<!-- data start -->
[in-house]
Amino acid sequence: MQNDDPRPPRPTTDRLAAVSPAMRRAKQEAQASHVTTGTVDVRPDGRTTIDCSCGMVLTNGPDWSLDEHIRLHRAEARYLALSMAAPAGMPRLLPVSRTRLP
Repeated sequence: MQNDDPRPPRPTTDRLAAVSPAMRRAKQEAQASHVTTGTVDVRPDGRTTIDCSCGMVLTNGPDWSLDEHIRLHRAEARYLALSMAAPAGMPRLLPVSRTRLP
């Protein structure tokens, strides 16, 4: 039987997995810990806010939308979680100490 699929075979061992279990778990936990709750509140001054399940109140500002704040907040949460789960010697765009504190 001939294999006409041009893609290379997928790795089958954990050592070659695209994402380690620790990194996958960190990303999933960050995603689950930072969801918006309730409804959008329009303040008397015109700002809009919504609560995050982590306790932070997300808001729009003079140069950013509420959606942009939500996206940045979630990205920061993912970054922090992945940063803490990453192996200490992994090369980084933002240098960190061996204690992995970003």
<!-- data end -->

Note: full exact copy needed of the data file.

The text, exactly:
[in-house]
Amino acid sequence: MQNDDPRPPRPTTDRLAAVSPAMRRAKQEAQASHVTTGTVDVRPDGRTTIDCSCGMVLTNGPDWSLDEHIRLHRAEARYLALSMAAPAGMPRLLPVSRTRLP
Repeated sequence: MQNDDPRPPRPTTDRLAAVSPAMRRAKQEAQASHVTTGTVDVRPDGRTTIDCSCGMVLTNGPDWSLDEHIRLHRAEARYLALSMAAPAGMPRLLPVSRTRLP
């Protein structure tokens, strides 16, 4: 039987997995810990806010939308979680100490 699929075979061992279990778990936990709750509140001054399940109140500002704040907040949460789960010697765009504190 001939294999006409041009893609290379997928790795089958954990050592070659695209994402380690620790990194996958960190990303999933960050995603689950930072969801918006309730409804959008329009303040008397015109700002809009919504609560995050982590306790932070997300808001729009003079140069950013509420959606942009939500996206940045979630990205920061993912970054922090992945940063803490990453192996200490992994090369980084933002240098960190061996204690992995970003």